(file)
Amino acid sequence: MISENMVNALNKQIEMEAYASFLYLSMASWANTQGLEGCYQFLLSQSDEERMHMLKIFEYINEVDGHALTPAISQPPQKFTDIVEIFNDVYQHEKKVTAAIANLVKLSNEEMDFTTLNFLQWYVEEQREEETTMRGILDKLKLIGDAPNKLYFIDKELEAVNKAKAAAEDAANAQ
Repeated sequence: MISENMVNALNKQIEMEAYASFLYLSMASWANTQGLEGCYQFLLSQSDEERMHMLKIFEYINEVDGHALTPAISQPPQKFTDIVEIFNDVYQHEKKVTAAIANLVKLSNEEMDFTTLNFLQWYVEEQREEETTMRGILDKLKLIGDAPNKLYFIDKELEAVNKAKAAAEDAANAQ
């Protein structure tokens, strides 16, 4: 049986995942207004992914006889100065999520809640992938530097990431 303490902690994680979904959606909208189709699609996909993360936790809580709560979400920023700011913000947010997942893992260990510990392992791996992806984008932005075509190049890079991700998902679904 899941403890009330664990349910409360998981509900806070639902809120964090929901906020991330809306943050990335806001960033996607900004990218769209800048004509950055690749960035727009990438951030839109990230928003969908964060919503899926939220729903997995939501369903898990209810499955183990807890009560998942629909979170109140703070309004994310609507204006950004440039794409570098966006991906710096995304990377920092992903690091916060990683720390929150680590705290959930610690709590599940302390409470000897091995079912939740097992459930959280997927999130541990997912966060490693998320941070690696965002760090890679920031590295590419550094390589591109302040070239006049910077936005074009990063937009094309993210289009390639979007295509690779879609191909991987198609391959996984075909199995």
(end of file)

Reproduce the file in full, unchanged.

Amino acid sequence: MISENMVNALNKQIEMEAYASFLYLSMASWANTQGLEGCYQFLLSQSDEERMHMLKIFEYINEVDGHALTPAISQPPQKFTDIVEIFNDVYQHEKKVTAAIANLVKLSNEEMDFTTLNFLQWYVEEQREEETTMRGILDKLKLIGDAPNKLYFIDKELEAVNKAKAAAEDAANAQ
Repeated sequence: MISENMVNALNKQIEMEAYASFLYLSMASWANTQGLEGCYQFLLSQSDEERMHMLKIFEYINEVDGHALTPAISQPPQKFTDIVEIFNDVYQHEKKVTAAIANLVKLSNEEMDFTTLNFLQWYVEEQREEETTMRGILDKLKLIGDAPNKLYFIDKELEAVNKAKAAAEDAANAQ
């Protein structure tokens, strides 16, 4: 049986995942207004992914006889100065999520809640992938530097990431 303490902690994680979904959606909208189709699609996909993360936790809580709560979400920023700011913000947010997942893992260990510990392992791996992806984008932005075509190049890079991700998902679904 899941403890009330664990349910409360998981509900806070639902809120964090929901906020991330809306943050990335806001960033996607900004990218769209800048004509950055690749960035727009990438951030839109990230928003969908964060919503899926939220729903997995939501369903898990209810499955183990807890009560998942629909979170109140703070309004994310609507204006950004440039794409570098966006991906710096995304990377920092992903690091916060990683720390929150680590705290959930610690709590599940302390409470000897091995079912939740097992459930959280997927999130541990997912966060490693998320941070690696965002760090890679920031590295590419550094390589591109302040070239006049910077936005074009990063937009094309993210289009390639979007295509690779879609191909991987198609391959996984075909199995």